Augusta Liddic/The Daily TimesA pit bull named Patron attacked a burglar who broke into a home earlier this week in Aztec.
Augusta Liddic/The Daily Times A pit bull named Patron attacked a burglar who broke into a home earlier this week in Aztec. (Augusta Liddic)
AZTEC — A would-be burglar broke into a home north of Aztec earlier this week only to find himself confronted by a 75-pound pit bull named Patron wearing an Arizona Cardinals collar and a bad attitude.

What followed was a cacophony of barking and screaming that ended with the burglar retreating to a waiting getaway car. Brenda Romo, 20, who was home at the time, was unharmed.

"It was probably the scariest thing of my life," she said.

Now the family is hailing Patron as a hero for keeping the home and family safe.

"He gave my sister enough time to get out of danger," said Fernando Romo, 22, who also lives in the home.

The family says the incident also sheds some light on the positive side of pit bulls, a breed often involved in biting incidents. Pit bull-type dogs were involved in a third of dog bite incidents fatal to humans in a 20-year period from 1979 to 1998, according to a Centers for Disease Control study. That was more than any other breed type.

But those statistics mean nothing to Brenda. "He's a pretty good dog," she said.

Brenda was home alone on Tuesday morning after Fernando and his wife, Jasmin, had left for work, when she heard a loud banging on the front door. She saw a man at the door she didn't recognize. Brenda didn't answer the door, but later saw the same man walking through the backyard.

Minutes later, she heard a window shatter. She ran into a bedroom and grabbed an unloaded gun. Brenda fled into the bathroom and locked herself in, calling 911. That's when she heard Patron barking and snarling, followed by a man's screams.

Brenda ran out of the house to safety and found a neighbor passing by.

It's unclear if Patron bit the man, or if the intruder simply became frightened at the sight of the hulking dog and fled.

Sheriff's deputies stormed the home on County Road 2952, but the intruder was long gone by then. No arrests have been made in the incident.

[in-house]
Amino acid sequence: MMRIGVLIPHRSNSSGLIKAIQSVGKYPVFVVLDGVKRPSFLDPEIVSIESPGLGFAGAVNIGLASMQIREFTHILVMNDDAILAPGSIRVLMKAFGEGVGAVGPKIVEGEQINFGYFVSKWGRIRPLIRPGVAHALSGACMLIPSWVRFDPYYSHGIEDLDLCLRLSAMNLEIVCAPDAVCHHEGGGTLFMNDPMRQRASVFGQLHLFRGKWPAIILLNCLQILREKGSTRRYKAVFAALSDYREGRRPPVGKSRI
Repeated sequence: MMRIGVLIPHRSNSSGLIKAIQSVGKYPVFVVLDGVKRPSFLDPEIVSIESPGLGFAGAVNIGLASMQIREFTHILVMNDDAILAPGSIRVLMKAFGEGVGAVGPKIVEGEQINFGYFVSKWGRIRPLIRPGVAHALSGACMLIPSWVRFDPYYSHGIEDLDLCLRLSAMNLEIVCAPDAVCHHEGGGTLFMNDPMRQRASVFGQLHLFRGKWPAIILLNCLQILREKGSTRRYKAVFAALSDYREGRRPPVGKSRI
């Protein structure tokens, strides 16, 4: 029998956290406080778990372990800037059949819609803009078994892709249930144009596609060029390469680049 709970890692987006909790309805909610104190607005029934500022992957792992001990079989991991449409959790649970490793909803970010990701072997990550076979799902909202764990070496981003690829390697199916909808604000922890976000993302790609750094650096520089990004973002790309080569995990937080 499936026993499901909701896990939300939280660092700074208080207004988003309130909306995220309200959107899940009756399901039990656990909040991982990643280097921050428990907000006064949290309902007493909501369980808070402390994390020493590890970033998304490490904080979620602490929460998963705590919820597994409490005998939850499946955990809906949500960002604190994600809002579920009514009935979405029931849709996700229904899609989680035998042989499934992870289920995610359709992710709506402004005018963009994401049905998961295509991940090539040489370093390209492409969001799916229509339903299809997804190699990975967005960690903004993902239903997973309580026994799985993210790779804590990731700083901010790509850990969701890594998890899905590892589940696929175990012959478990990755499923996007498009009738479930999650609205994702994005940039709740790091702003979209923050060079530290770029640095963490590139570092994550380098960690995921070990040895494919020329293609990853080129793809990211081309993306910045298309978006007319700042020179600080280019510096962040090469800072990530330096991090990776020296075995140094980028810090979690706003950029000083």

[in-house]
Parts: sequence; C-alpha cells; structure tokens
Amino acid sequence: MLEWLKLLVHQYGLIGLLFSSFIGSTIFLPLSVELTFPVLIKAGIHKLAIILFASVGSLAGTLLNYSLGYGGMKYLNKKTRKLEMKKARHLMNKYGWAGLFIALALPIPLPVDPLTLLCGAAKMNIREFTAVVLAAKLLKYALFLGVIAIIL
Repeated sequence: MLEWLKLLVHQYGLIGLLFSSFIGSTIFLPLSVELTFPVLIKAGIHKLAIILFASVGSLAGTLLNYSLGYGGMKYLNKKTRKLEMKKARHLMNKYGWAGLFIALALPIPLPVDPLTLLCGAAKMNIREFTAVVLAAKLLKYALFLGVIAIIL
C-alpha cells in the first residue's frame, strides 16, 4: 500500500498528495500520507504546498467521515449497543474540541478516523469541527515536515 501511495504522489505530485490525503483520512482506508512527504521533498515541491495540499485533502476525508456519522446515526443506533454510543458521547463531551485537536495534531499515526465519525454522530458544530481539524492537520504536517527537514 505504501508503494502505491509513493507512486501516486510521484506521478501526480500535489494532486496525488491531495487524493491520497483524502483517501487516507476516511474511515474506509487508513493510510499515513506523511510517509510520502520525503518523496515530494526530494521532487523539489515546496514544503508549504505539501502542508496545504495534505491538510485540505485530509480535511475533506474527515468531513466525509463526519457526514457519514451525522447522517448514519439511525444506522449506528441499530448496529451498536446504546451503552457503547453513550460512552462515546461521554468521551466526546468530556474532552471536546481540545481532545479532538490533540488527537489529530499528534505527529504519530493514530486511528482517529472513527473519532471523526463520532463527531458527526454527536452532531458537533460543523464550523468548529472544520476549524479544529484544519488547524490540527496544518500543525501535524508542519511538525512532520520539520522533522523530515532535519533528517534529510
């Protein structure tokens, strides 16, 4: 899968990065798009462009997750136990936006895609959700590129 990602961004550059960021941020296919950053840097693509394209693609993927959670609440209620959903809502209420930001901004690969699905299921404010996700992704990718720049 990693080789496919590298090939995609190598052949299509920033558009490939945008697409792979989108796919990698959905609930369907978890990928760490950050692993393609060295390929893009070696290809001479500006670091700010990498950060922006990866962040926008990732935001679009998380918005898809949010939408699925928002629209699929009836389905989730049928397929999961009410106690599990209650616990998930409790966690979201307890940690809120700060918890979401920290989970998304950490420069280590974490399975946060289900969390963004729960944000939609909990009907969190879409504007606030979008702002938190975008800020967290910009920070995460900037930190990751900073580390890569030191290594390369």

On Wednesday, broken glass was still visible and a tire iron lay nearby that Fernando believes was used to break the bedroom window.

The Romo family has had Patron for less than a year. Patron, who is about 2 years old, was bred by Levi Romero, owner of Sandstone Bullies, a Farmington breeder. Patron — Spanish for "boss" — is an American bully, a shorter, thicker type of pit bull.

"He's grown to be our best friend, and a savior for my sister," Fernando said.

Fernando said pit bulls can be excellent companions. "They're just a great breed," he said. "It just depends on how they're bred and treated."

Romero said pit bulls are too often portrayed negatively in the media.

"They're loving and loyal, and a couple of days ago they proved they're heroic in a way," he said. "All you hear in the media is bad stuff about them biting people."

Romero said he was surprised Patron scared off a burglar. "He's a wimp," Romero said.

Patron greeted a reporter visiting his home with a growl, but later grew playful. His powerful jaw makes short work of chew toys.

"He loves to eat a lot of tennis balls," Fernando said. "He'll destroy those things."

Members of the Romo family said Patron was more lap dog than guard dog before Tuesday's incident.

"He's so cuddly, and he's so friendly to everybody," Brenda said.

The Romos' other dog, a teacup-sized Yorkshire terrier named Chapo, was also home at the time. He wasn't much help during the break-in.

"He thought somebody was coming to play," Fernando said.

Chuck Slothower may be reached at cslothower@daily-times.com; 505-564-4638. Follow him on Twitter @DTchuck